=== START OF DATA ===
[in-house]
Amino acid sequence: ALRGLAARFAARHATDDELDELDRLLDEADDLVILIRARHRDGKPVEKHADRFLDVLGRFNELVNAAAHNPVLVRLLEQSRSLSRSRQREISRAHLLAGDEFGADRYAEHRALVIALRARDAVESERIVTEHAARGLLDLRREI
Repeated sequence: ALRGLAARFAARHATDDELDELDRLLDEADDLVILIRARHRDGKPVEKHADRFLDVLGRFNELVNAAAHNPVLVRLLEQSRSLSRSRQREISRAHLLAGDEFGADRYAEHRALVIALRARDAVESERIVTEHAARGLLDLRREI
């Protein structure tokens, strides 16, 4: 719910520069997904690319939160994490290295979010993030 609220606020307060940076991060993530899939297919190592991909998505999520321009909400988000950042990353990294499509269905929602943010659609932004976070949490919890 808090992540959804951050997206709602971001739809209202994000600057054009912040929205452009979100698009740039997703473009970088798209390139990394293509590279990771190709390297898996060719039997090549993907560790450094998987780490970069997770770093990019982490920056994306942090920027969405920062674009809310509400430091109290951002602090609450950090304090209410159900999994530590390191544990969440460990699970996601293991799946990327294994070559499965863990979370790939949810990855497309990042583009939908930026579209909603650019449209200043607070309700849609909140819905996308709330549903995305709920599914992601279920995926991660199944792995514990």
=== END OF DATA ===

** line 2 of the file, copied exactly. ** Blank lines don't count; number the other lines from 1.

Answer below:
Amino acid sequence: ALRGLAARFAARHATDDELDELDRLLDEADDLVILIRARHRDGKPVEKHADRFLDVLGRFNELVNAAAHNPVLVRLLEQSRSLSRSRQREISRAHLLAGDEFGADRYAEHRALVIALRARDAVESERIVTEHAARGLLDLRREI